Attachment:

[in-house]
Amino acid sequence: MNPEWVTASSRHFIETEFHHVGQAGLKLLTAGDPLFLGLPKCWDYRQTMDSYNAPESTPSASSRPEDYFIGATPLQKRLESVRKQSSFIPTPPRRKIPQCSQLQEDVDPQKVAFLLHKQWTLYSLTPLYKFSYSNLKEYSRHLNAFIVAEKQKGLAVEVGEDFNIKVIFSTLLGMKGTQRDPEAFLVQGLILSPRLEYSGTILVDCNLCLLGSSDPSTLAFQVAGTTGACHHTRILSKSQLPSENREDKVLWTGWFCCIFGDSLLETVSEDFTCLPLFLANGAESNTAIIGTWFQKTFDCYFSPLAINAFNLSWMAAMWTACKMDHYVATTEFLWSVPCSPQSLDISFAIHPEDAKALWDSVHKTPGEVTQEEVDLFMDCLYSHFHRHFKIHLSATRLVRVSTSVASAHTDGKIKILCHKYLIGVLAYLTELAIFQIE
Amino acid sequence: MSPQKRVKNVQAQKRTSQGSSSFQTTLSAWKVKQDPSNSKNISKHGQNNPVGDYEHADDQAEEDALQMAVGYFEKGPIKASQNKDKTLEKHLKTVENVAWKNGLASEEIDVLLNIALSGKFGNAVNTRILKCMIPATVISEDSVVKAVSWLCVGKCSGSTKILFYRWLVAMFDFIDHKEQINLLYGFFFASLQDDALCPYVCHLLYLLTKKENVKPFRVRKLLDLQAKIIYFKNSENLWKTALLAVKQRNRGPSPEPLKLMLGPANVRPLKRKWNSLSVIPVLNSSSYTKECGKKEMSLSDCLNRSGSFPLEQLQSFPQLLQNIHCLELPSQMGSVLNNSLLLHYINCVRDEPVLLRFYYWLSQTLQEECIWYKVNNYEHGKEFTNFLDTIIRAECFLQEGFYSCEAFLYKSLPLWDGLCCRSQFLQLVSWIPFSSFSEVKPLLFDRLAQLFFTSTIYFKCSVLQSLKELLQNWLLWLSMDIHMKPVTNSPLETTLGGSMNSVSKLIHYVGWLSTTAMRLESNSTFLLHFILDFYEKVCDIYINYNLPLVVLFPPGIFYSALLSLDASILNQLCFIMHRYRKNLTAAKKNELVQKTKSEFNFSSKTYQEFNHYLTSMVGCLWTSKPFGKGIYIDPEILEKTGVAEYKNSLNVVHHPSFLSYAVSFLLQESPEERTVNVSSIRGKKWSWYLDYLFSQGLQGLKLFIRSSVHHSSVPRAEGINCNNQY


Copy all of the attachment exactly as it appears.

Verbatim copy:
[in-house]
Amino acid sequence: MNPEWVTASSRHFIETEFHHVGQAGLKLLTAGDPLFLGLPKCWDYRQTMDSYNAPESTPSASSRPEDYFIGATPLQKRLESVRKQSSFIPTPPRRKIPQCSQLQEDVDPQKVAFLLHKQWTLYSLTPLYKFSYSNLKEYSRHLNAFIVAEKQKGLAVEVGEDFNIKVIFSTLLGMKGTQRDPEAFLVQGLILSPRLEYSGTILVDCNLCLLGSSDPSTLAFQVAGTTGACHHTRILSKSQLPSENREDKVLWTGWFCCIFGDSLLETVSEDFTCLPLFLANGAESNTAIIGTWFQKTFDCYFSPLAINAFNLSWMAAMWTACKMDHYVATTEFLWSVPCSPQSLDISFAIHPEDAKALWDSVHKTPGEVTQEEVDLFMDCLYSHFHRHFKIHLSATRLVRVSTSVASAHTDGKIKILCHKYLIGVLAYLTELAIFQIE
Amino acid sequence: MSPQKRVKNVQAQKRTSQGSSSFQTTLSAWKVKQDPSNSKNISKHGQNNPVGDYEHADDQAEEDALQMAVGYFEKGPIKASQNKDKTLEKHLKTVENVAWKNGLASEEIDVLLNIALSGKFGNAVNTRILKCMIPATVISEDSVVKAVSWLCVGKCSGSTKILFYRWLVAMFDFIDHKEQINLLYGFFFASLQDDALCPYVCHLLYLLTKKENVKPFRVRKLLDLQAKIIYFKNSENLWKTALLAVKQRNRGPSPEPLKLMLGPANVRPLKRKWNSLSVIPVLNSSSYTKECGKKEMSLSDCLNRSGSFPLEQLQSFPQLLQNIHCLELPSQMGSVLNNSLLLHYINCVRDEPVLLRFYYWLSQTLQEECIWYKVNNYEHGKEFTNFLDTIIRAECFLQEGFYSCEAFLYKSLPLWDGLCCRSQFLQLVSWIPFSSFSEVKPLLFDRLAQLFFTSTIYFKCSVLQSLKELLQNWLLWLSMDIHMKPVTNSPLETTLGGSMNSVSKLIHYVGWLSTTAMRLESNSTFLLHFILDFYEKVCDIYINYNLPLVVLFPPGIFYSALLSLDASILNQLCFIMHRYRKNLTAAKKNELVQKTKSEFNFSSKTYQEFNHYLTSMVGCLWTSKPFGKGIYIDPEILEKTGVAEYKNSLNVVHHPSFLSYAVSFLLQESPEERTVNVSSIRGKKWSWYLDYLFSQGLQGLKLFIRSSVHHSSVPRAEGINCNNQY